Actually, my apologies, you can’t take the cake (at least not all the time) because eliminating or reducing sugar and processed foods is an important first step, but here are some other things you can do.  

Food Allergy  

Food allergies and intolerances can be a major source inflammation in your body. In Dr. Michael Ruscio’s new book Healthy Gut, Healthy You he states “the most important dietary change you can make is to avoid foods that you are allergic to or intolerant of”. Figuring out what these are can be an arduous task, but worth itif you suspect certain foods may be causing turmoil in your digestive track. We have testing options that can help you get closer to figuring it out, but the best way is still an elimination diet. Read more about following an elimination diet here.


If you’re a patient with us at Double Happiness health, you’ve probably already been encouraged to adopt an anti-inflammatory diet. This is a diet that takes planning and intention to eat a wide array of vegetables, fruits (especially berries), nuts and spices. Polyphenols are abundant in these food categories, and contain antioxidant and anti-inflammatory compounds that are also rich in fertility friendly nutrients. Good news, matcha and dark chocolate also fall into this category.Top Foods With Polyphenols

Omega 3s

I think of Omega-3s as the cooling lubricant of our body. The best source is fresh-water fish. Flax, hemp and chia seeds are also high in Omega-3s which is why you see them taking over our health food stores. Consider taking a supplement if fish or flax are not regularly in your diet.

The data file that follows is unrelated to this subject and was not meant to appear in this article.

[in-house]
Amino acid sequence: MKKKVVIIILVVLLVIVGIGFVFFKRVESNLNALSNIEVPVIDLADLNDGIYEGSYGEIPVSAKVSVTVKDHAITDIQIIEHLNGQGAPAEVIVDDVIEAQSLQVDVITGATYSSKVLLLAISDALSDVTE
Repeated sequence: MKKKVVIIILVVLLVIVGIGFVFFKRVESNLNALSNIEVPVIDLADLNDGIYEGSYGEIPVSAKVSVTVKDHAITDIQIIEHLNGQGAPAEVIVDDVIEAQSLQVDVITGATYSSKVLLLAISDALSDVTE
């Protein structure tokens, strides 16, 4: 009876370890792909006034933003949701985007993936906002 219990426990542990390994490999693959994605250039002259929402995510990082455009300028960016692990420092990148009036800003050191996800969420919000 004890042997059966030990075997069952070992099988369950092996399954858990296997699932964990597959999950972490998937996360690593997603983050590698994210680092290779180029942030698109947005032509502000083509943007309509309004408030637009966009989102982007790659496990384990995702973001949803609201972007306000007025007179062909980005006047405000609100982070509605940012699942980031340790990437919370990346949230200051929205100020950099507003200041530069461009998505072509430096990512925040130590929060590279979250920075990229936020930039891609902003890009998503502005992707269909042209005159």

Chronic infections

Chronic infections can be very tricky, silent sources of chronic inflammation. This may include gum disease, viral, parasitic or sexually transmitted infections and autoimmune conditions. This

is where regular check-ups with your PCP and dentist come in handy. You may want to ask your general practitioner to measure your CRP and ESR(markers of inflammation) the next time you do a blood workup. There is an emerging field of biological dentistry that pays close attention to the gut-gum connection, you can read more about the difference here.



Resources and further information: 

 Anderson , Katherine Alexander. “Telomeres and Fertility: How to Turn Back the Reproductive Clock .” Integrative Fertility Symposium, Vancouver, BC. 2018

Epel, E. S., et al. “Accelerated Telomere Shortening in Response to Life Stress.” Proceedings of the National Academy of Sciences, vol. 101, no. 49, Jan. 2004, pp. 17312–17315., doi:10.1073/pnas.0407162101. 

Gottfried, Sara. Younger: the Breakthrough Programme to Reset Our Genes and Reverse Ageing. Vermilion, 2017. 

Hoge, Elizabeth A., et al. “Loving-Kindness Meditation Practice Associated with Longer Telomeres in Women.” Brain, Behavior, and Immunity, vol. 32, 2013, pp. 159–163., doi:10.1016/j.bbi.2013.04.005. 

Keefe, David L., and Lin Liu. “Telomeres and Reproductive Aging.” Reproduction, Fertility and Development, vol. 21, no. 1, 2009, p. 10., doi:10.1071/rd08229. 

Ruscio, Michael. Healthy Gut, Healthy You: the Personalized Plan to Transform Your Health from the inside Out. Ruscio Institute, 2018. 

Teeguarden, Ron. “Replenishing and Restoring Jing.” All About Acupuncture, 1 July 2014, www.acupuncturetoday.com/mpacms/at/article.php?id=32900. 

Zhang, Hua, and Rong Tsao. “Dietary Polyphenols, Oxidative Stress and Antioxidant and Anti-Inflammatory Effects.” Current Opinion in Food Science, vol. 8, 2016, pp. 33–42., doi:10.1016/j.cofs.2016.02.002. 

Zivkovic, Angela M., et al. “Dietary Omega-3 Fatty Acids Aid in the Modulation of Inflammation and Metabolic Health.” California Agriculture, vol. 65, no. 3, 2011, pp. 106–111., doi:10.3733/ca.v065n03p106.